The crane system was ruled out quickly: it didn’t show any harm and testing confirmed that its components met the necessary specifications. The lift-form system itself was also found to play no role in the failure. The inquiry then turned to the construction of the shell tower itself.
To assess the strength of the Lift 28 concrete at the time of the failure, the NBS investigators performed experiments using identical concrete that had been subjected to identical temperatures for 20 hours – the approximate time that had elapsed between the Lift 28 concrete installation and the collapse. The findings were disturbing. The concrete had approximately 1.5MPa cube strength-surprisingly weak. The cold temperatures at the site were to blame – the temperature actually resulted in the concrete not having enough time to develop the required strength to support the lift-form device and the loading applied.
However, Lev Zetlin Associates (LZA), who had been engaged by the contractor in the aftermath of the disaster, disagreed with the official findings upon the publication of the NBS report. They found that prior to the collapse, many vital anchor bolts had been removed from the structure. Such bolts were in the jump-form beams-and thus played a role in moving the load from the scaffolding to the Lift 27 tower shell concrete. LZA argued that if the bolts were not removed, the failure would’ve been avoided.
In response to this report, two of the original NBS investigators carried out further investigations, which were released in 1980. In the end, they concluded that the loss would have happened regardless of the bolts removed. They established that failure was inevitable if the concrete strength was below 6.9MPa. We know that the strength at the time of failure was estimated at 1.5MPa, a long way from 6.9MPa.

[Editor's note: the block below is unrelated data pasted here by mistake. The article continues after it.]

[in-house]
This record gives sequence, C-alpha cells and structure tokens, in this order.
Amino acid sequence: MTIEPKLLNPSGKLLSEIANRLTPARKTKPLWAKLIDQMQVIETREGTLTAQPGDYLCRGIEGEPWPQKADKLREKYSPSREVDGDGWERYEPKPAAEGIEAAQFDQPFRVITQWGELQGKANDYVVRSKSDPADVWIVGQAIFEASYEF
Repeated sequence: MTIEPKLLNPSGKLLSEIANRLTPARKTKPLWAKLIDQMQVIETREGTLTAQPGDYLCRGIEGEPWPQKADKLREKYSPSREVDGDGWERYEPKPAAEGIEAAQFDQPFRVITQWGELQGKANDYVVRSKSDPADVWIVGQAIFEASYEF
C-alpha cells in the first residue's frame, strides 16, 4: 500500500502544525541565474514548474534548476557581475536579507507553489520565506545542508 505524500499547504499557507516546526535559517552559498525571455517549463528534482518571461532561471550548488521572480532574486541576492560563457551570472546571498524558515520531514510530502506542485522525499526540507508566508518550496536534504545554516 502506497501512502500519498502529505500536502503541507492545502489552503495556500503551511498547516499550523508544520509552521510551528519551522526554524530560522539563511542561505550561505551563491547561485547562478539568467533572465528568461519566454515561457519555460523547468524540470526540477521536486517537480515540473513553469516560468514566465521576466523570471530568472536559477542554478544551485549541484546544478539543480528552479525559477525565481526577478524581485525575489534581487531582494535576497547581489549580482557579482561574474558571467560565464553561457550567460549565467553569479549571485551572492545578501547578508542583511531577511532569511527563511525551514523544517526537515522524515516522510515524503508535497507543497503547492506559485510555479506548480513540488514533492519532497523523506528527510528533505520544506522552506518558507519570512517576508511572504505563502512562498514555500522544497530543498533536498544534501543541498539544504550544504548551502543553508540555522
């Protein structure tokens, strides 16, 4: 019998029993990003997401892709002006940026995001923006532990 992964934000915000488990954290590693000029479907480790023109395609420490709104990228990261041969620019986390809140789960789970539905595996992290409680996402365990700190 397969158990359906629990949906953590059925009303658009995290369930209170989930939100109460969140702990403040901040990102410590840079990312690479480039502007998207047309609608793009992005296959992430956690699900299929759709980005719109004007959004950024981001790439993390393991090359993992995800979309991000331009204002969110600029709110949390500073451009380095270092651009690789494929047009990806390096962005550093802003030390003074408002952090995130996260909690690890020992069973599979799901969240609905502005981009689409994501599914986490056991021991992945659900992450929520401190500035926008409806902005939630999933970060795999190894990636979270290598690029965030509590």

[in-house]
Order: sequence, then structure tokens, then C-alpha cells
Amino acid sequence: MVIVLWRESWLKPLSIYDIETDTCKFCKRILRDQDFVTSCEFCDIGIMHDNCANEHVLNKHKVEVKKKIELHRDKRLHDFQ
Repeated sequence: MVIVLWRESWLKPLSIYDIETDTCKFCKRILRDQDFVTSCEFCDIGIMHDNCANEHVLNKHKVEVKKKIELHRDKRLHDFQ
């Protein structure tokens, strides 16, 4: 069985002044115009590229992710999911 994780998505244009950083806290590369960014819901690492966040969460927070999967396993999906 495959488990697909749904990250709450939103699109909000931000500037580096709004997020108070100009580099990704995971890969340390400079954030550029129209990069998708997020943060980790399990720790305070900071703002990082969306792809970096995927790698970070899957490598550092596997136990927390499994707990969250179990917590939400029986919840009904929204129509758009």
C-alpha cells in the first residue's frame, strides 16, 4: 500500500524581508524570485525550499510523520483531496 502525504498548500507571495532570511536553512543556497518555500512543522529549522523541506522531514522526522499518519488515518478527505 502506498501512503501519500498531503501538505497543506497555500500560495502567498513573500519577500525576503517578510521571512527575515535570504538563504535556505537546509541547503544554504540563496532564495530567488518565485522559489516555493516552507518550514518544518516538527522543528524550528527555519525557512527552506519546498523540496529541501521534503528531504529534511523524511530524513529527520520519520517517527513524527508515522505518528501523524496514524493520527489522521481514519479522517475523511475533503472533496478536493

Also see: Hartford Civic Centre Roof Collapse
This failure highlights the dangers of governing a concrete construction schedule based on time considerations alone, and it is not an isolated incident in the history of failure. Several other structural failures have been attributed to concrete being given insufficient time to develop necessary strength. In this case, the construction schedules were governed by time and did not consider the environmental conditions that the concrete had to contend with.
This failure also emphasizes the importance of having safety engineers on the ground. The OSHA was criticized for lax inspections. It didn’t have enough safety inspectors on the ground to enforce regulations in West Virginia. Nevertheless, it adopted new guidelines to protect future workers, including the requirement to produce detailed safety manuals for construction projects. It also made amendments to the US Construction Safety Act, such as transferring more responsibility for formwork decisions from the designer to the contractor and allowing compulsory testing of concrete samples before formwork removal when the concrete was being relied upon to carry the load.
1) National Bureau of Standards (1979) Investigation of Construction Failure of Reinforced Concrete Cooling Tower at Willow Island, West Virginia [Online] Available
2) Delatte N. J. (2009) Beyond failure: Forensic case studies for civil engineers, Reston, USA: ASCE
3) S. Brady (2015) Willow Island cooling tower collapse: a lesson from nature–Professional Guidance, Institution of Structural Engineers